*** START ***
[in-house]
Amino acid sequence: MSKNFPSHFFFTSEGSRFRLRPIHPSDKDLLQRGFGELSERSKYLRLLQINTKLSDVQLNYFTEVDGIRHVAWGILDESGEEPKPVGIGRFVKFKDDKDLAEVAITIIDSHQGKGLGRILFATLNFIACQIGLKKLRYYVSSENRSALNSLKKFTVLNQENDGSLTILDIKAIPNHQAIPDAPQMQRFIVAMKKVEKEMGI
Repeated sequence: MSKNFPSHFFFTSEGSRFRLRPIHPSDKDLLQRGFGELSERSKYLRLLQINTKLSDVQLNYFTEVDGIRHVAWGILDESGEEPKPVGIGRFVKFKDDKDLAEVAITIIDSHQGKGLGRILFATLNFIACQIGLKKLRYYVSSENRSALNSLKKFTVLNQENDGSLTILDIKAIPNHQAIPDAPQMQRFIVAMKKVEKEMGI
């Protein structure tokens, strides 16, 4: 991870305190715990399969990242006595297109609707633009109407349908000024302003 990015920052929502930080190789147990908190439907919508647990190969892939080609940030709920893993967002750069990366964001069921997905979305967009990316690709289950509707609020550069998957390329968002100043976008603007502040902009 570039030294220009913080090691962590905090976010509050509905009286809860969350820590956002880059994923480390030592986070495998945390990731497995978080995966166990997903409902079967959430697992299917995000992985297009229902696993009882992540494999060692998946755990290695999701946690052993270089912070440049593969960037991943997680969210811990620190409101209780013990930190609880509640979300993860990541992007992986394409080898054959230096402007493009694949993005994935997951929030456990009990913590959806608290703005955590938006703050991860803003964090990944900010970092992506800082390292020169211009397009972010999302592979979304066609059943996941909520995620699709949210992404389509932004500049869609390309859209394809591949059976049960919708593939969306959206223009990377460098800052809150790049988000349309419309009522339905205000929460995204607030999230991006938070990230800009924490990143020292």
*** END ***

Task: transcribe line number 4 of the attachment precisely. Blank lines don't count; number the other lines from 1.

């Protein structure tokens, strides 16, 4: 991870305190715990399969990242006595297109609707633009109407349908000024302003 990015920052929502930080190789147990908190439907919508647990190969892939080609940030709920893993967002750069990366964001069921997905979305967009990316690709289950509707609020550069998957390329968002100043976008603007502040902009 570039030294220009913080090691962590905090976010509050509905009286809860969350820590956002880059994923480390030592986070495998945390990731497995978080995966166990997903409902079967959430697992299917995000992985297009229902696993009882992540494999060692998946755990290695999701946690052993270089912070440049593969960037991943997680969210811990620190409101209780013990930190609880509640979300993860990541992007992986394409080898054959230096402007493009694949993005994935997951929030456990009990913590959806608290703005955590938006703050991860803003964090990944900010970092992506800082390292020169211009397009972010999302592979979304066609059943996941909520995620699709949210992404389509932004500049869609390309859209394809591949059976049960919708593939969306959206223009990377460098800052809150790049988000349309419309009522339905205000929460995204607030999230991006938070990230800009924490990143020292």